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November 17th, 2013

Dept. of The World Is Bigger Than We Are

Wind

We spent the first half of Sunday checking the National Weather and Weather Underground sites, weirded out by having a tornado watch for downtown Chicago. That just doesn't happen.

And then all of a sudden, it was a tornado warning and it got very, very dark outside, and they halted the Bears game and evacuated people from Soldier Field, and I watched on Twitter as the tornado tore into Pekin, Illinois, then flattened next-door Washington, Illinois, and realized that I was frightened about a tornado for the first time after decades of living at the back door of Tornado Alley, and sent out a mass email to my condo association members, reminding them that the storage basement was a safe place and to stay away from windows, and thought about how fast I could get the cats into the carriers we had close by, and realized there was nothing, absolutely nothing, that I could do to outrun wind if chance chose to have it bear down on me ....

In the end, we were extremely safe, although some torrential rain and hail fell for a short time, and the wind shoved it sideways into one of our basements, just enough to ruin some boxes of Andy's. But people are dead in downstate Illinois, and the tornadoes bounced across the Midwest and the south, and even New York City - New York City, for chrissake - had a tornado watch.

How are the rest of my friends in the Midwest?

Good thing that global warming is just a liberal hoax, she said bitterly, days after donating to help the Philippines,and considering weather-related disasters both acute and chronic across the globe. ljgeoff, you're right, you know. I just don't have the courage to plan the way you do.

I'm going to send a few dollars the Red Cross's way to help wherever they need it. I hope you all can do the same.




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Department of Nataldalia

Birthdays Past and Future

I'd be remiss if I didn't wish a slightly delayed birthday to [personal profile] peroxidepirate . You haven't been posting lately, but I hope that's because three-dimensional life is being good as well as busy and challenging. May the year treat you kindly, may you be very happy in it.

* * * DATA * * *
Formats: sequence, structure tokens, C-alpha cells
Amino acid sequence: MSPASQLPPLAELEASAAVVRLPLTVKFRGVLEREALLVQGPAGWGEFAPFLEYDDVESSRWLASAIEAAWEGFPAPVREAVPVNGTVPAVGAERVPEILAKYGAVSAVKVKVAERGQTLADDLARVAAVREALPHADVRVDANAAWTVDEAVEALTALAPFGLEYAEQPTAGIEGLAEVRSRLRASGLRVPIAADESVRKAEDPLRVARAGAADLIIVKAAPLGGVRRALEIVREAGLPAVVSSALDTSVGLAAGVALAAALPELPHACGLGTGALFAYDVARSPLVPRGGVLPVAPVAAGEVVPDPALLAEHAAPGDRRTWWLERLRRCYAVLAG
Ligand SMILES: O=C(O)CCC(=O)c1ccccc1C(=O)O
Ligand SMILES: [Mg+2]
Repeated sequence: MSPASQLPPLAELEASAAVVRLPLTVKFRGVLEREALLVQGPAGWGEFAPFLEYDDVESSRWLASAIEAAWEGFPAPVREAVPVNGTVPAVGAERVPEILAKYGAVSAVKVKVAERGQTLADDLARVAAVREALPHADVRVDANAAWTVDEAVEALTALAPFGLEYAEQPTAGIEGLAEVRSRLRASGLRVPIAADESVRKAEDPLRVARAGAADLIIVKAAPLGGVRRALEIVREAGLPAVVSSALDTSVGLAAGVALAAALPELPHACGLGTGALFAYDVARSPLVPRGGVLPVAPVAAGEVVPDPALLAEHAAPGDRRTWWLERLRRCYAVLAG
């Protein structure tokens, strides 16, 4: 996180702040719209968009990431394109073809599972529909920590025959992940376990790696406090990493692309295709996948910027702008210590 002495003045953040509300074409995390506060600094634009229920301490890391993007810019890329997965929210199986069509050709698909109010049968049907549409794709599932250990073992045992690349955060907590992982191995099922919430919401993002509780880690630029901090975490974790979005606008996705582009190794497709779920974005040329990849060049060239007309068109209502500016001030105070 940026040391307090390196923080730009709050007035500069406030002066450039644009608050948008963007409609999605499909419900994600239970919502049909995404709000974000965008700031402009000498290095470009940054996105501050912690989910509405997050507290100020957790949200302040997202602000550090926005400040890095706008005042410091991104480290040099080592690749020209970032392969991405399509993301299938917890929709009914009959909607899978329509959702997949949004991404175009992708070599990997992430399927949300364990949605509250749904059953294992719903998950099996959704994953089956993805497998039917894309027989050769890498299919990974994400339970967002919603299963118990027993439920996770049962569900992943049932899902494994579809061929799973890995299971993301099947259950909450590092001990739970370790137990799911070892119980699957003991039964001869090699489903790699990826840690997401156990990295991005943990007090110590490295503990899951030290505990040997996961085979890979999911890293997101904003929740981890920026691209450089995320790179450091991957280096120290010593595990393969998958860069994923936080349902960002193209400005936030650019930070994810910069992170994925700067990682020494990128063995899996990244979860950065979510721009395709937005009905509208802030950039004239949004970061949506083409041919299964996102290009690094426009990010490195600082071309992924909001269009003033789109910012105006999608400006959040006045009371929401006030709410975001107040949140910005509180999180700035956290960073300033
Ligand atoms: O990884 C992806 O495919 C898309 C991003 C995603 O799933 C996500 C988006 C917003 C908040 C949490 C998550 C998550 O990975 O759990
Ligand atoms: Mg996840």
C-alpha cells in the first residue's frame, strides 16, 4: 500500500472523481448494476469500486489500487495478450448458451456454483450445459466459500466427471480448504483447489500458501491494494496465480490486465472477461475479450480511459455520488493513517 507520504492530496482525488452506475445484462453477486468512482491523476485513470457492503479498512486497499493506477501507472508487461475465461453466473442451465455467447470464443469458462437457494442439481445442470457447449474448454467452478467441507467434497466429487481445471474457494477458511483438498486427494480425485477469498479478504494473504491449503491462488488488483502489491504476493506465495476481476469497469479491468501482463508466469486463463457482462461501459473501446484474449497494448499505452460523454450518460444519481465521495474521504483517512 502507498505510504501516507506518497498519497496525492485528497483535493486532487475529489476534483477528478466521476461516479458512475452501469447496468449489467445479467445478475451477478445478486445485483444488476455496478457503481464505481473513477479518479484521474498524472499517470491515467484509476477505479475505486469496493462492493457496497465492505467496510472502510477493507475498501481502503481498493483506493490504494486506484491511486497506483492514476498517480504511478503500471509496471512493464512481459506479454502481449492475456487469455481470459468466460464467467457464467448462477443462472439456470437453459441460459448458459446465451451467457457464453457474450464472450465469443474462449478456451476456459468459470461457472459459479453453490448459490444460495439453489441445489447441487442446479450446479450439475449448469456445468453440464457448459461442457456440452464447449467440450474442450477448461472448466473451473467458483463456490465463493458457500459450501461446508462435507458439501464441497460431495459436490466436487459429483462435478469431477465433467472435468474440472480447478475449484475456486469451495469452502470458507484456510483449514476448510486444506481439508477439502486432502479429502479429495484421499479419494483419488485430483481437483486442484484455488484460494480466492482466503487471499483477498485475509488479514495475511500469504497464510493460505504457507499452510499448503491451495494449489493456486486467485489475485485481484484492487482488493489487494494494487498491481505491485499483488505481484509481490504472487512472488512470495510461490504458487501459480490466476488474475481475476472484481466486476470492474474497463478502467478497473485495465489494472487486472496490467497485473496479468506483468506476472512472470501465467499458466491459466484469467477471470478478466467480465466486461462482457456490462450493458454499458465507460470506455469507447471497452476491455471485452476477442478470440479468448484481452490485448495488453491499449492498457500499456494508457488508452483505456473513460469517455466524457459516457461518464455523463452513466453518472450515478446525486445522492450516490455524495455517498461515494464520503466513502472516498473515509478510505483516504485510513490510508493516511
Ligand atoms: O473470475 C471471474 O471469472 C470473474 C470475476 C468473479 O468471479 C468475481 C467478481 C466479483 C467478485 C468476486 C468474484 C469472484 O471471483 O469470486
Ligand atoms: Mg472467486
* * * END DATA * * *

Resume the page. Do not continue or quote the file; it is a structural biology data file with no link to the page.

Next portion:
And I'll take the time to wish a very happy birthday to[personal profile] roadnotes as well - I hope your celebration is as quiet or as lively as you'd like it to be, and may the coming year provide peace and joy to you, with many good meals with friends and loved ones, many beautiful mornings, and many, many songs sung.




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Dept. of The World Is Bigger Than We Are

What Once Was Wrong, the Inevitable Will Crown Right

When I was a little girl, I used to read comic strips in my daily newspaper. One of them was a would-be Buck Rogers strip called, if I remember correctly, Brick Bradford (which information I had to retrieve from Wikipedia. It certainly ran a long time.)

One of the adventures in that otherwise forgettable strip has stayed with me ever since. The hero sets down on a planet with a toxic atmosphere, with beings he at first thinks are unintelligent beasts. He and his colleagues eventually come to realize that this is a planet that was once like Earth, but which has become so polluted that it now has a completely different ecosystem, to which all those of the planets beings who survived have adapted. To them, Brick's obligatory scientist colleague narrates, Earth's atmosphere would be deadly.

The story fascinated me for two reasons: a) the idea that something we would consider absolutely wrong - an environment, say - would be absolutely natural to other beings, indeed necessary and non-toxic. I considered it compelling both environmentally (although I didn't think of it in those terms back in 1966 or 1967, which may have been when I read it) and philosophically; b) the idea that our world could end, that we would end, but that it might be OK, because something equally important or intelligent or what-have-you, might grow to take our place in a vastly changed world.

All of which leads me to this: Thanks to [personal profile] ljgeoff for alerting me to this article. For all that I've just said, I'd much rather we managed, somehow against all logic, to stick around. I guess I'm not quite mature or enlightened enough to take the approach of the writer. And he's right, not me.






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